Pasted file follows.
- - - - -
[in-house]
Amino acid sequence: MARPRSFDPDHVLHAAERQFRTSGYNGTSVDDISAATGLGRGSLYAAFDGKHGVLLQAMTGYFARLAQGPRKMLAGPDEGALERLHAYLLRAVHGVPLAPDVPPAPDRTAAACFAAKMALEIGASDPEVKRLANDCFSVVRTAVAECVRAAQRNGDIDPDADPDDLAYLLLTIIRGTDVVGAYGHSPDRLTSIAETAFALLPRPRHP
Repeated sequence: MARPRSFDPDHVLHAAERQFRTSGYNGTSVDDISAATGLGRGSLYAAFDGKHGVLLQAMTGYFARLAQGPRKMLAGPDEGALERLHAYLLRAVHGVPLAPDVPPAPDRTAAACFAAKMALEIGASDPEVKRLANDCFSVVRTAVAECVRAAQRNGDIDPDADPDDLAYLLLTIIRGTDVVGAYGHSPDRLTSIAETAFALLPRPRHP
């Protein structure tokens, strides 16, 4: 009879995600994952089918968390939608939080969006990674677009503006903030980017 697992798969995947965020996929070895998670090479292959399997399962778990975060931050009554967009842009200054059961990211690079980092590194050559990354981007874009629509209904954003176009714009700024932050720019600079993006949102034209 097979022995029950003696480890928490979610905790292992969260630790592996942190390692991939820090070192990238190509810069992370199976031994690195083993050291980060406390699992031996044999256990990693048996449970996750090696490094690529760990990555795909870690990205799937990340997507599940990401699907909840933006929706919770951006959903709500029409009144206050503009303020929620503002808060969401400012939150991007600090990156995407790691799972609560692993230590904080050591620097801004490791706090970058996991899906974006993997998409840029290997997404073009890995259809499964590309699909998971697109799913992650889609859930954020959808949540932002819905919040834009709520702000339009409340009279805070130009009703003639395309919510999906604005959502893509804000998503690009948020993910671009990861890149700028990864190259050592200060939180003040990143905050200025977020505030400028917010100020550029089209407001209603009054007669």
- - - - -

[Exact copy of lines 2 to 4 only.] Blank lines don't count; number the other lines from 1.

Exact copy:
Amino acid sequence: MARPRSFDPDHVLHAAERQFRTSGYNGTSVDDISAATGLGRGSLYAAFDGKHGVLLQAMTGYFARLAQGPRKMLAGPDEGALERLHAYLLRAVHGVPLAPDVPPAPDRTAAACFAAKMALEIGASDPEVKRLANDCFSVVRTAVAECVRAAQRNGDIDPDADPDDLAYLLLTIIRGTDVVGAYGHSPDRLTSIAETAFALLPRPRHP
Repeated sequence: MARPRSFDPDHVLHAAERQFRTSGYNGTSVDDISAATGLGRGSLYAAFDGKHGVLLQAMTGYFARLAQGPRKMLAGPDEGALERLHAYLLRAVHGVPLAPDVPPAPDRTAAACFAAKMALEIGASDPEVKRLANDCFSVVRTAVAECVRAAQRNGDIDPDADPDDLAYLLLTIIRGTDVVGAYGHSPDRLTSIAETAFALLPRPRHP
């Protein structure tokens, strides 16, 4: 009879995600994952089918968390939608939080969006990674677009503006903030980017 697992798969995947965020996929070895998670090479292959399997399962778990975060931050009554967009842009200054059961990211690079980092590194050559990354981007874009629509209904954003176009714009700024932050720019600079993006949102034209 097979022995029950003696480890928490979610905790292992969260630790592996942190390692991939820090070192990238190509810069992370199976031994690195083993050291980060406390699992031996044999256990990693048996449970996750090696490094690529760990990555795909870690990205799937990340997507599940990401699907909840933006929706919770951006959903709500029409009144206050503009303020929620503002808060969401400012939150991007600090990156995407790691799972609560692993230590904080050591620097801004490791706090970058996991899906974006993997998409840029290997997404073009890995259809499964590309699909998971697109799913992650889609859930954020959808949540932002819905919040834009709520702000339009409340009279805070130009009703003639395309919510999906604005959502893509804000998503690009948020993910671009990861890149700028990864190259050592200060939180003040990143905050200025977020505030400028917010100020550029089209407001209603009054007669």